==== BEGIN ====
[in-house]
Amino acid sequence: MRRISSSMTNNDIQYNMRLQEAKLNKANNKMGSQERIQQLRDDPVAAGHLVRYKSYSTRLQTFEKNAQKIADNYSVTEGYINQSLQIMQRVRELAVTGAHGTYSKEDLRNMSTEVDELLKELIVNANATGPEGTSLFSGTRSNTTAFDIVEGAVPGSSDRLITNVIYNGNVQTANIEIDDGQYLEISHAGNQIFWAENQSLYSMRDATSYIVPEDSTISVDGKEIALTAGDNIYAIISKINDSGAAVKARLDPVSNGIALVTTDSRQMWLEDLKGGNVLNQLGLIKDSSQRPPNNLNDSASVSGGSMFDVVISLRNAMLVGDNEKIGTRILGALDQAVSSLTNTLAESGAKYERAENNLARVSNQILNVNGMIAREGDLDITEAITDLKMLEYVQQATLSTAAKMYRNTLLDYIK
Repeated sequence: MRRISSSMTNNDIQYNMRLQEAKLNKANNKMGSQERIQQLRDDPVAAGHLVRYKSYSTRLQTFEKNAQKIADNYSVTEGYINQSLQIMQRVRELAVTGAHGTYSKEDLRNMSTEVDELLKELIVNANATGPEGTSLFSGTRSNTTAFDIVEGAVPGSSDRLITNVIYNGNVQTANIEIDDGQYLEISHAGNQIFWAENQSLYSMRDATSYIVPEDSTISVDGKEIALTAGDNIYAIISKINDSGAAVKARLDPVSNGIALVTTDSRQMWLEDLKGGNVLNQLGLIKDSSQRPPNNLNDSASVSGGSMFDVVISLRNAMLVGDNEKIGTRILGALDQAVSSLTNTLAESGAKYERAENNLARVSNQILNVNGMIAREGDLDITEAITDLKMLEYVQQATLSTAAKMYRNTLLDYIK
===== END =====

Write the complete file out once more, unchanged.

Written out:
[in-house]
Amino acid sequence: MRRISSSMTNNDIQYNMRLQEAKLNKANNKMGSQERIQQLRDDPVAAGHLVRYKSYSTRLQTFEKNAQKIADNYSVTEGYINQSLQIMQRVRELAVTGAHGTYSKEDLRNMSTEVDELLKELIVNANATGPEGTSLFSGTRSNTTAFDIVEGAVPGSSDRLITNVIYNGNVQTANIEIDDGQYLEISHAGNQIFWAENQSLYSMRDATSYIVPEDSTISVDGKEIALTAGDNIYAIISKINDSGAAVKARLDPVSNGIALVTTDSRQMWLEDLKGGNVLNQLGLIKDSSQRPPNNLNDSASVSGGSMFDVVISLRNAMLVGDNEKIGTRILGALDQAVSSLTNTLAESGAKYERAENNLARVSNQILNVNGMIAREGDLDITEAITDLKMLEYVQQATLSTAAKMYRNTLLDYIK
Repeated sequence: MRRISSSMTNNDIQYNMRLQEAKLNKANNKMGSQERIQQLRDDPVAAGHLVRYKSYSTRLQTFEKNAQKIADNYSVTEGYINQSLQIMQRVRELAVTGAHGTYSKEDLRNMSTEVDELLKELIVNANATGPEGTSLFSGTRSNTTAFDIVEGAVPGSSDRLITNVIYNGNVQTANIEIDDGQYLEISHAGNQIFWAENQSLYSMRDATSYIVPEDSTISVDGKEIALTAGDNIYAIISKINDSGAAVKARLDPVSNGIALVTTDSRQMWLEDLKGGNVLNQLGLIKDSSQRPPNNLNDSASVSGGSMFDVVISLRNAMLVGDNEKIGTRILGALDQAVSSLTNTLAESGAKYERAENNLARVSNQILNVNGMIAREGDLDITEAITDLKMLEYVQQATLSTAAKMYRNTLLDYIK